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Archives: KHI News Service

On January 1, 2017, the KHI News Service became part of KCUR public radio’s new initiative, the Kansas News Service. The Kansas News Service will continue to cover health policy news and broaden its scope to include education and politics. All stories produced by the former KHI News Service are archived here. Stories and photos may be republished at no cost with proper attribution and a link back to KHI.org.

Concussion bill survives second round in House

By Allison Kite | February 23, 2016

A bill expanding the list of medical professionals who can clear high school athletes for play after a concussion is headed to the Kansas Senate after passing the House this week.

But the close vote and reservations that some House members expressed about the bill suggest it may not sail through.

One day after passing House Bill 2578 by a 73-51 tally, House members took the rare step of reconsidering their vote on the measure that would allow chiropractors to clear athletes.

The House voted again Tuesday after Rep. Rick Billinger, a Goodland Republican, made a motion to reconsider so he could change his “yea” vote to “nay.”

Billinger said the specialty of the doctor who treats concussions is important in getting high-quality care.

“If one of my children or grandchildren had heart problems, I’d go to a cardiologist. That’s where I’d take them,” Billinger said. “If they had cancer, I’d take them to the oncologist. I think if they had a head injury, they ought to go see a neurologist. I just think we should be looking at specialty on these type of situations.”

Five legislators switched their “yea” votes to “no” Tuesday, but Rep. Mike Kiegerl switched to vote for the bill and Rep. John Ewy, who was absent Monday during the first vote, also voted yes. On its second vote the bill passed 70-53.

The bill would allow chiropractors to perform the required sign-off before allowing student athletes to return to practice and play. That responsibility currently is reserved for medical doctors or doctors of osteopathic medicine.

Chiropractors in Kansas can diagnose and treat concussions. Bryan Payne, a representative of the Kansas Chiropractic Association, and other proponents of the bill who testified Feb. 4 before the House Committee on Health and Human Services said that requiring student athletes to see a doctor is an undue burden if they have been treated by a chiropractor.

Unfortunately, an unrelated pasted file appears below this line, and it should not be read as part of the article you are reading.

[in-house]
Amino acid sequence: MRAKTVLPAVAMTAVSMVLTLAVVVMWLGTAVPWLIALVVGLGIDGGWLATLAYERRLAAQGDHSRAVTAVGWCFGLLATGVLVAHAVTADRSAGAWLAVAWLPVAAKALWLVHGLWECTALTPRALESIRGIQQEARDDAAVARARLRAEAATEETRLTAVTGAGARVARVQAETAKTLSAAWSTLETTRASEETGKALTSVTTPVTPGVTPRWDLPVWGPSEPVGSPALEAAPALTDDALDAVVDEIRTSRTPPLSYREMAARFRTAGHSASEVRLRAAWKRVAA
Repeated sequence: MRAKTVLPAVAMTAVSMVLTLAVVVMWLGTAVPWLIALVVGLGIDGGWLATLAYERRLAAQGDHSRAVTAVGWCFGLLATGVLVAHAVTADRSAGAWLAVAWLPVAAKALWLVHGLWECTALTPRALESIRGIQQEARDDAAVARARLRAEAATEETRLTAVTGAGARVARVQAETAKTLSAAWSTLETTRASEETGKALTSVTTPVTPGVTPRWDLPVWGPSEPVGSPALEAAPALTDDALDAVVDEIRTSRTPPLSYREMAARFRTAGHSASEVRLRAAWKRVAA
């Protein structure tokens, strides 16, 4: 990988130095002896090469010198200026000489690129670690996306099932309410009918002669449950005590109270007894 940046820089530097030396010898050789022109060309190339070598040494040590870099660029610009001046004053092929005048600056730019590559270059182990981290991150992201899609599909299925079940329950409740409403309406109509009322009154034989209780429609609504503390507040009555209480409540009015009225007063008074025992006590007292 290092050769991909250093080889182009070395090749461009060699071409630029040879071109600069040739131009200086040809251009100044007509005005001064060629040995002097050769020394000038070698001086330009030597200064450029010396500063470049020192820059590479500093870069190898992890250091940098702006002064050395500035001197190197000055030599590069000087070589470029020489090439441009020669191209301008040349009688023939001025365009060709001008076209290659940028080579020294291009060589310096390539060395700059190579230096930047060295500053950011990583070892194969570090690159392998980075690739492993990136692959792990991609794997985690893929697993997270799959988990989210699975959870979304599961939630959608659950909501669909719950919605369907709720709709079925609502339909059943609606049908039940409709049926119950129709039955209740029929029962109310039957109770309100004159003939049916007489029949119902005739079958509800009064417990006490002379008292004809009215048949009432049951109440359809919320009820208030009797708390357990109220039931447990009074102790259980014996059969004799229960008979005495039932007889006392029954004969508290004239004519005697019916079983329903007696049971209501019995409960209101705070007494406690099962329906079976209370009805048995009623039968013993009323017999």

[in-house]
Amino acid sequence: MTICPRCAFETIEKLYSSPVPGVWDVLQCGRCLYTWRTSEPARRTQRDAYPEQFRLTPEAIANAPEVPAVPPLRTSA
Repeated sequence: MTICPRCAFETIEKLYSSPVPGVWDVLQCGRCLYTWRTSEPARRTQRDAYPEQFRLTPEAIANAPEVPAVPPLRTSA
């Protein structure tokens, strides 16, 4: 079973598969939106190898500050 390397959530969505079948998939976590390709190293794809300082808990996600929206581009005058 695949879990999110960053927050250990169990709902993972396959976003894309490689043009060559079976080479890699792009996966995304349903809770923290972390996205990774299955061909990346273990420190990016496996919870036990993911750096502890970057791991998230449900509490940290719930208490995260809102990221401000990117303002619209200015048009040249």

Payne told the committee that in some small communities across Kansas, chiropractors are the only doctors, which means families may have to drive long distances to get clearance from a medical doctor.

“This bill is not meant to rush players back to play. This bill is about allowing a medical professional the ability to do their jobs that they were trained to do.”

- Rep. Blake Carpenter, a Republican from Derby

Rep. John Doll, a Garden City Republican who voted against the bill during the House vote, said convenience isn’t the primary consideration when considering treatment for a head injury.

“If it’s an inconvenience for them to have to drive somewhere to go see a doctor — I live in the most remote part of Kansas, so I have to leave the city — that’s OK when you’re talking about a kid’s brain,” he said. “So that’s why I voted the way I voted.”

Doll, who has coached youth sports, said his vote against the bill was informed by some of the things he saw on the field, including one football player who got up after a big hit, took about 10 steps toward him and collapsed. Doll said the vote was one of the proudest he has made while in the Legislature.

During committee debate, many legislators expressed concern that chiropractors don’t have sufficient medical education to decide whether a concussed student is safe to play again. Chiropractors and their patients said that chiropractors are qualified to deal with concussions and the spinal injuries that can accompany them.

When the bill was reconsidered Tuesday by the full House, Rep. Blake Carpenter, a Republican from Derby, sought to assure his colleagues it would not put student athletes at risk.

“This bill is not meant to rush players back to play,” Carpenter said. “This bill is about allowing a medical professional the ability to do their jobs that they were trained to do.”

Rep. Amanda Grosserode, a Republican from Lenexa, noted that current law does not require an examination by a neurologist or other head injury specialist before an athlete returns to play.

Opponents of the bill argued that the responsibility to return athletes to play should be reserved for physicians because they are the most highly trained medical professionals.